Saturday, November 20, 2004

Regarding Margaret Shaida's letter to the editor "Remembering Arafat", IHT, November 18, 2004 ( published in the IHT, November 20-21, 2004 ):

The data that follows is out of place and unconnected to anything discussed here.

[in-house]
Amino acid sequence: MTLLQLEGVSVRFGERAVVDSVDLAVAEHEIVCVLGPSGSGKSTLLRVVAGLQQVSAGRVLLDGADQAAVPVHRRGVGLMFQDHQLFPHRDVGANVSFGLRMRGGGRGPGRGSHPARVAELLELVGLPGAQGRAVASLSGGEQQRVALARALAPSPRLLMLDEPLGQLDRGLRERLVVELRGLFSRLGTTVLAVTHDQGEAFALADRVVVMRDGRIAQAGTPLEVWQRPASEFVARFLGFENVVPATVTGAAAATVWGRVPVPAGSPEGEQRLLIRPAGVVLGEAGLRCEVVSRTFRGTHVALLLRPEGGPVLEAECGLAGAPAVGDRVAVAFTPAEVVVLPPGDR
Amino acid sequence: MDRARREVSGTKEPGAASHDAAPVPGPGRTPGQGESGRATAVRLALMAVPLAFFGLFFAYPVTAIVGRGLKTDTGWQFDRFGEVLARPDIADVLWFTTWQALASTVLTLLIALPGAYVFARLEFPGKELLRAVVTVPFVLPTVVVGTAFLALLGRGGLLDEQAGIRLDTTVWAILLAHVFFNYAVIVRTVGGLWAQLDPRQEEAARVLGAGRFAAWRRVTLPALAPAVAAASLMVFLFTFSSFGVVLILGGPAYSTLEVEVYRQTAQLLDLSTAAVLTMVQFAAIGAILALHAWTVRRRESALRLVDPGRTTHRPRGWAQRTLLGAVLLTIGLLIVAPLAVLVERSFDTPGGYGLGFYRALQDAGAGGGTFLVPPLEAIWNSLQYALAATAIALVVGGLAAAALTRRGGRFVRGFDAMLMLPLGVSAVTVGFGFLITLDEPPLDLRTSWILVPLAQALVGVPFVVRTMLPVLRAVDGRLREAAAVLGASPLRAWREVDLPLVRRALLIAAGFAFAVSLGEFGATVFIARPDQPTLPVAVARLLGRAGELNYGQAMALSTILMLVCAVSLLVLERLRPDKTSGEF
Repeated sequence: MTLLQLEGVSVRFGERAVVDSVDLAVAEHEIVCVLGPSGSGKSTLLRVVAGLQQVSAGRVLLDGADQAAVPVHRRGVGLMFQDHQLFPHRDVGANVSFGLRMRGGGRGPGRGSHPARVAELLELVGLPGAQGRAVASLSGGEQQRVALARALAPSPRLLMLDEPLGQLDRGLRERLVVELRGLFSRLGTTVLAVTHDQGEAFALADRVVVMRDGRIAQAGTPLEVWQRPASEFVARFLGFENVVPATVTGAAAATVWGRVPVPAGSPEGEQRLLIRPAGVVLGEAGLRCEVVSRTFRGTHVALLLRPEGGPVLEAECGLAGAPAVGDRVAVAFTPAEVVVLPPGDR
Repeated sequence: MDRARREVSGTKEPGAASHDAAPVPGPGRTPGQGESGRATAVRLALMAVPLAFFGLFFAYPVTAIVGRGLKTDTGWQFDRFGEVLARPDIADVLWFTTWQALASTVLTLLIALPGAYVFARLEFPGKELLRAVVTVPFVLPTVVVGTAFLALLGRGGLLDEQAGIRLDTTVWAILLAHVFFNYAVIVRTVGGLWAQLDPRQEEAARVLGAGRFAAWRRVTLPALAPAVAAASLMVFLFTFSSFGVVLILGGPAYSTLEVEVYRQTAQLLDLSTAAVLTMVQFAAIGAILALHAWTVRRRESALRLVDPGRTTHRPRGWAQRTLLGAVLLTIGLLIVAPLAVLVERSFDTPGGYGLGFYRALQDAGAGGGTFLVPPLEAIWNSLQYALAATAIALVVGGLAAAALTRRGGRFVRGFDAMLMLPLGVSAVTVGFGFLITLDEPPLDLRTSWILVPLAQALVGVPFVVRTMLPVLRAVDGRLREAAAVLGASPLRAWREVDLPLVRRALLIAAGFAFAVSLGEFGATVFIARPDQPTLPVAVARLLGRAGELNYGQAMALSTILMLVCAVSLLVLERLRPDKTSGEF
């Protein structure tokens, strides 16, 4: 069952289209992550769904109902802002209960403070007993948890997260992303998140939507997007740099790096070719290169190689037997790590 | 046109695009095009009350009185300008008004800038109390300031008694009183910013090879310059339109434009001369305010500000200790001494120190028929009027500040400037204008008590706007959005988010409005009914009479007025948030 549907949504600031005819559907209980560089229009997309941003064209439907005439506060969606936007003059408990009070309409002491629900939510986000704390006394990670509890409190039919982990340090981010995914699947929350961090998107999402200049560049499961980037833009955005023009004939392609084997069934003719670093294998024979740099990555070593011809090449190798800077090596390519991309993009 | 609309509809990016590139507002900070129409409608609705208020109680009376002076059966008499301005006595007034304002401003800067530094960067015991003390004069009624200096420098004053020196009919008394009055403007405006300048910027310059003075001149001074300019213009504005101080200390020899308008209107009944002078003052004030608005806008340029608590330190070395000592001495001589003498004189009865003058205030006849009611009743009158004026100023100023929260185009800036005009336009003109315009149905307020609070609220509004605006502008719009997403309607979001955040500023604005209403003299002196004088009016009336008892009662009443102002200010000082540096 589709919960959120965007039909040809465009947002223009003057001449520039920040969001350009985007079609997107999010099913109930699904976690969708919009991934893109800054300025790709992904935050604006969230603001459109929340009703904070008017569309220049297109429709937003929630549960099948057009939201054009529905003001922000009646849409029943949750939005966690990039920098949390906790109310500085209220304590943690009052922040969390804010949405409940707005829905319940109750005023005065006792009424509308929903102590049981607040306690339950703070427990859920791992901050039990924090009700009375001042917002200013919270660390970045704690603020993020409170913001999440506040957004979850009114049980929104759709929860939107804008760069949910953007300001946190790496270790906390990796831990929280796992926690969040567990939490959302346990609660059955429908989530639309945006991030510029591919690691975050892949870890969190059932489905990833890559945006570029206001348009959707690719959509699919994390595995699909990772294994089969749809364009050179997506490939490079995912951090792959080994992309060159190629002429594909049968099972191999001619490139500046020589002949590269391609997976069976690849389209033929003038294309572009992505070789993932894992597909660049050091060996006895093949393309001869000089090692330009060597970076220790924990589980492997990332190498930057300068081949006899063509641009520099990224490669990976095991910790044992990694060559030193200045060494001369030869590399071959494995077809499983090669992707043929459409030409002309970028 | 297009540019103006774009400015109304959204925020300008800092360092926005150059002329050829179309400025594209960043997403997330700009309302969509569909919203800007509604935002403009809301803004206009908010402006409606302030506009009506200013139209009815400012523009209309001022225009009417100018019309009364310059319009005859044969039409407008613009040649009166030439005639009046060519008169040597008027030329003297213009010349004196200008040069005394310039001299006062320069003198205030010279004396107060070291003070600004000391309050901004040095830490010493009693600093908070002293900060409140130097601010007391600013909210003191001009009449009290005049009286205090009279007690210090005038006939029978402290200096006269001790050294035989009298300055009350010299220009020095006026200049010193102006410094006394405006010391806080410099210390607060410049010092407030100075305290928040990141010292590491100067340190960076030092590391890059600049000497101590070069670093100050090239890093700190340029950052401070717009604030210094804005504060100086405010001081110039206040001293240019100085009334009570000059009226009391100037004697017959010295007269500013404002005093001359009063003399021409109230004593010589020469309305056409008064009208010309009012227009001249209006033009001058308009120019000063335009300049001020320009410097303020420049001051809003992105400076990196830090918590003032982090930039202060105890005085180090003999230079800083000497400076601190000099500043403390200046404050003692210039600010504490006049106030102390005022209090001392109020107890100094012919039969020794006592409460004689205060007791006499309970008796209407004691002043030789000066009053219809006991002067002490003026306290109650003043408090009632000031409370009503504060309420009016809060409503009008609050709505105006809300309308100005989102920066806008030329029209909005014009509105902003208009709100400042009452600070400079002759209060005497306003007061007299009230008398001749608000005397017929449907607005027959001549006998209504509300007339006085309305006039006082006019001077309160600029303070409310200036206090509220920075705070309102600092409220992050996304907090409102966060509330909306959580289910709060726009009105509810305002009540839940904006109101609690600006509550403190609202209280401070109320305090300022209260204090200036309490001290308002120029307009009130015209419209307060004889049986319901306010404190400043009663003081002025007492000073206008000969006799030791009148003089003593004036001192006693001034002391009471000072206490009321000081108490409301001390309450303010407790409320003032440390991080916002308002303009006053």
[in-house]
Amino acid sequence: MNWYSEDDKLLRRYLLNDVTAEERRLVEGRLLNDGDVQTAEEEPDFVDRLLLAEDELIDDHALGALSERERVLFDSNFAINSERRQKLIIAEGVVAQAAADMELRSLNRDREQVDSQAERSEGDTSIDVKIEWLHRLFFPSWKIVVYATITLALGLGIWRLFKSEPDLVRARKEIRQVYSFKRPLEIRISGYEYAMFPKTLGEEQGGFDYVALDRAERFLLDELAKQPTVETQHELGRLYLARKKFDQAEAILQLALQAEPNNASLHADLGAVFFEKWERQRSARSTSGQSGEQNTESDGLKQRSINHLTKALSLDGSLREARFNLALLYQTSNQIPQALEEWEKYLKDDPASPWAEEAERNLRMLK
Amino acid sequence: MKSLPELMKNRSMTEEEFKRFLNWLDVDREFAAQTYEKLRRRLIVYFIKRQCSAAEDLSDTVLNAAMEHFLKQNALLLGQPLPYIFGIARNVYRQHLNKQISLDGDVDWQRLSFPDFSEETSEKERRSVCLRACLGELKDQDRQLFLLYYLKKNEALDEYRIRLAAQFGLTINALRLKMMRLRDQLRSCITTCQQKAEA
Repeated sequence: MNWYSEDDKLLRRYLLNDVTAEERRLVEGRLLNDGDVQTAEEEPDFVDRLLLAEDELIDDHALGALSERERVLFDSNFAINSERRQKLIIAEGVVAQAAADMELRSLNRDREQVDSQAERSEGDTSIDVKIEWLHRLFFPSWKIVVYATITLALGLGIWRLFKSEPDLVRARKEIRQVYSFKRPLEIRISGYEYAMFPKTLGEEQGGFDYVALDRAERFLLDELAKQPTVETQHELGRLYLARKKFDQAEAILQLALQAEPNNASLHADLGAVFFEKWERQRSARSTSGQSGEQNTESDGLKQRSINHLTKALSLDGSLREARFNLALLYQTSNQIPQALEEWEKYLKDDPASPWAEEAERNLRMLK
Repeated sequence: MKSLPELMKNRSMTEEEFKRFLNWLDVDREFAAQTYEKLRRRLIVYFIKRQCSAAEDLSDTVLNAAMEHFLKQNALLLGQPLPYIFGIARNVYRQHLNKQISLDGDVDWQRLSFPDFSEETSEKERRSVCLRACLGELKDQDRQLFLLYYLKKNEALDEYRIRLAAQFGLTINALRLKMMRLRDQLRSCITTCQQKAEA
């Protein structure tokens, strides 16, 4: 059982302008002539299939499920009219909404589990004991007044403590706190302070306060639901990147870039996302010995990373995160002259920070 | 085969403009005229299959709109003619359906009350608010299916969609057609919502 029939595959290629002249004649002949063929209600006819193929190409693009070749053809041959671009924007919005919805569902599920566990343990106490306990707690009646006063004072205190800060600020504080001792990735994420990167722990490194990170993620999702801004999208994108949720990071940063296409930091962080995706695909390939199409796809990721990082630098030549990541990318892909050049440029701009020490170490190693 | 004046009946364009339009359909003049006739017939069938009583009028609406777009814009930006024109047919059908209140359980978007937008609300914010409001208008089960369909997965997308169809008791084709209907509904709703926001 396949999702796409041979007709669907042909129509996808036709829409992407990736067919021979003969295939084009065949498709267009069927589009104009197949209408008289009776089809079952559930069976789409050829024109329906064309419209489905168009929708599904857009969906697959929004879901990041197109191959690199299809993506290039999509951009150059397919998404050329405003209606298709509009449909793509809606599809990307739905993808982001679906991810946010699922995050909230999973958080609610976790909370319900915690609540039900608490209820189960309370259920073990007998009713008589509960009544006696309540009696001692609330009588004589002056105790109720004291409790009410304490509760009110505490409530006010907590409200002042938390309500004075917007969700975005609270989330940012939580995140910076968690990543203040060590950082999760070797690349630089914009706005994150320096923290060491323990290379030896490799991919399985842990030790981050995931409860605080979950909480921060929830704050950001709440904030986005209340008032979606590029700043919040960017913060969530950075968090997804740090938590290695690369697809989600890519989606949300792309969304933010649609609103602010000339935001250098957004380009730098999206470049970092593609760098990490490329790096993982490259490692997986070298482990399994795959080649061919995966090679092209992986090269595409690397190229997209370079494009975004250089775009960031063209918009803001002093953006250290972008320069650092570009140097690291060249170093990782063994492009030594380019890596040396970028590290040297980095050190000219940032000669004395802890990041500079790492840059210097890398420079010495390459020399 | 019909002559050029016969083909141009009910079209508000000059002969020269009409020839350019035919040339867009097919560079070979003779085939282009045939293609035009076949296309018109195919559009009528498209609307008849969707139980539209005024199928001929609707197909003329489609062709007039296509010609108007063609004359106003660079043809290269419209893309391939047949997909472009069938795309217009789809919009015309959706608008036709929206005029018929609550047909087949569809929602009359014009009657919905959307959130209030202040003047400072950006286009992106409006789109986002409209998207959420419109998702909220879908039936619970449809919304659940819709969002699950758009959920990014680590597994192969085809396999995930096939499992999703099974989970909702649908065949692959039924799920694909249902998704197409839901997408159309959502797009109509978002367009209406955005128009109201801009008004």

First of all, Yitzhak Shamir is still alive, so writing articles on his death would be a bit premature. Second, certainly the scope, methods and targets of Jewish terrorism in mandatory Palestine were incomparably different from those of 'modern' Palestinian and Islamist terror, especially when one notices the fact that acts of terror by the Etzel and Lehi were vehemently denounced by a vast majority of the Jews living in Palestine before 1948. Third, the biggest difference between Menachem Begin and Yasser Arafat was that the former was able to make the transition from a terrorist to a statesman, whereas for the latter his being a terrorist was so much a part of his identity and of his self-definition that when he had the chance to become the founding father and first president of a Palestinian state - far from what he and his people dreamt of, but still much better than what they had ever had -, he was unable to serve what according to most experts was the common good of his people rather than his personal interests and those of his cronies. In my opinion Mr Jacoby's op-ed article offered some food for thought as a balance to all the canonizations of Yasser Arafat published in most media.

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